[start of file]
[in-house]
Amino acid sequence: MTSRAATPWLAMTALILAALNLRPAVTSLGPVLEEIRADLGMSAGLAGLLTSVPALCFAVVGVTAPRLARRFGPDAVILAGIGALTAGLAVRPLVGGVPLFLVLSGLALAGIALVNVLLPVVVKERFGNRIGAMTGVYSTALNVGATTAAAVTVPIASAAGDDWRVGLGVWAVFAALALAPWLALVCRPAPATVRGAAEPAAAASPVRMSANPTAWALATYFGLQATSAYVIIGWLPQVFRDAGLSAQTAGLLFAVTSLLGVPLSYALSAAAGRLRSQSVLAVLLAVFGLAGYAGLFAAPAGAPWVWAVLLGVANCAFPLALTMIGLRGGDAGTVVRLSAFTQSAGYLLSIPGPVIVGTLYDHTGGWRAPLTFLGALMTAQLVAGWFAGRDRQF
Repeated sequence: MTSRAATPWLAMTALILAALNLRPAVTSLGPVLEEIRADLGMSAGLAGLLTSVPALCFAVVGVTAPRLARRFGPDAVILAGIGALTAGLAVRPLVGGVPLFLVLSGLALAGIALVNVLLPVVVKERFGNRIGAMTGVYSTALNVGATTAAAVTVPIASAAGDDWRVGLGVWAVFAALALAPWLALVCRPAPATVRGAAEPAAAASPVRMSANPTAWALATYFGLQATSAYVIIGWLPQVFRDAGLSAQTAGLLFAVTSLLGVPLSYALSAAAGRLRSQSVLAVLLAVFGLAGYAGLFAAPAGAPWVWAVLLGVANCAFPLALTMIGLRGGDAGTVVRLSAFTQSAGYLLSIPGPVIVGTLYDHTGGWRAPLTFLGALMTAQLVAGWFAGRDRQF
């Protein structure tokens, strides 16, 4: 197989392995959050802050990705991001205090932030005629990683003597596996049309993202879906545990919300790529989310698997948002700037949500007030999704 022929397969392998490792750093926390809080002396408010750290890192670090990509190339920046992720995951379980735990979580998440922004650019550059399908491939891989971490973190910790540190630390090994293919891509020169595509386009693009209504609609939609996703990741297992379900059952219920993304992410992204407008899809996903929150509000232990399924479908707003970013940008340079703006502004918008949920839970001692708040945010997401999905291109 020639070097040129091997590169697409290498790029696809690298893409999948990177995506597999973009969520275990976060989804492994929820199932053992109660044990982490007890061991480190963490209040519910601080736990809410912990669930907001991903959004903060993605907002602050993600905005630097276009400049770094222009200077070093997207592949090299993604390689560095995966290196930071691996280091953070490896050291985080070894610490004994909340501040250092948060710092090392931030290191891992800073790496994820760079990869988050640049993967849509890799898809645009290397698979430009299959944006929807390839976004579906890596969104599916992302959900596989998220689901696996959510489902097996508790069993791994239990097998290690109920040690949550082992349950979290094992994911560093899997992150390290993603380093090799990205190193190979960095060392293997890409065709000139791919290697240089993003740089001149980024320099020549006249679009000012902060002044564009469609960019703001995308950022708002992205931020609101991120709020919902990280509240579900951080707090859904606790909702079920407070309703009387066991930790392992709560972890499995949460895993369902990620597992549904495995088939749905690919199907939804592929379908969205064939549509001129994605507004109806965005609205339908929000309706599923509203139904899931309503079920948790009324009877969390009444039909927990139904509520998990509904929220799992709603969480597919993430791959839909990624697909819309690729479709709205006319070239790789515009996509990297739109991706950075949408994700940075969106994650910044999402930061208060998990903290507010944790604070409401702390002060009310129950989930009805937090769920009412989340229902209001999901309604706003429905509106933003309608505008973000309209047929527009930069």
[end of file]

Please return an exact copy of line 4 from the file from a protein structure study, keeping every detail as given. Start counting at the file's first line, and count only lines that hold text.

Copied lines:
């Protein structure tokens, strides 16, 4: 197989392995959050802050990705991001205090932030005629990683003597596996049309993202879906545990919300790529989310698997948002700037949500007030999704 022929397969392998490792750093926390809080002396408010750290890192670090990509190339920046992720995951379980735990979580998440922004650019550059399908491939891989971490973190910790540190630390090994293919891509020169595509386009693009209504609609939609996703990741297992379900059952219920993304992410992204407008899809996903929150509000232990399924479908707003970013940008340079703006502004918008949920839970001692708040945010997401999905291109 020639070097040129091997590169697409290498790029696809690298893409999948990177995506597999973009969520275990976060989804492994929820199932053992109660044990982490007890061991480190963490209040519910601080736990809410912990669930907001991903959004903060993605907002602050993600905005630097276009400049770094222009200077070093997207592949090299993604390689560095995966290196930071691996280091953070490896050291985080070894610490004994909340501040250092948060710092090392931030290191891992800073790496994820760079990869988050640049993967849509890799898809645009290397698979430009299959944006929807390839976004579906890596969104599916992302959900596989998220689901696996959510489902097996508790069993791994239990097998290690109920040690949550082992349950979290094992994911560093899997992150390290993603380093090799990205190193190979960095060392293997890409065709000139791919290697240089993003740089001149980024320099020549006249679009000012902060002044564009469609960019703001995308950022708002992205931020609101991120709020919902990280509240579900951080707090859904606790909702079920407070309703009387066991930790392992709560972890499995949460895993369902990620597992549904495995088939749905690919199907939804592929379908969205064939549509001129994605507004109806965005609205339908929000309706599923509203139904899931309503079920948790009324009877969390009444039909927990139904509520998990509904929220799992709603969480597919993430791959839909990624697909819309690729479709709205006319070239790789515009996509990297739109991706950075949408994700940075969106994650910044999402930061208060998990903290507010944790604070409401702390002060009310129950989930009805937090769920009412989340229902209001999901309604706003429905509106933003309608505008973000309209047929527009930069």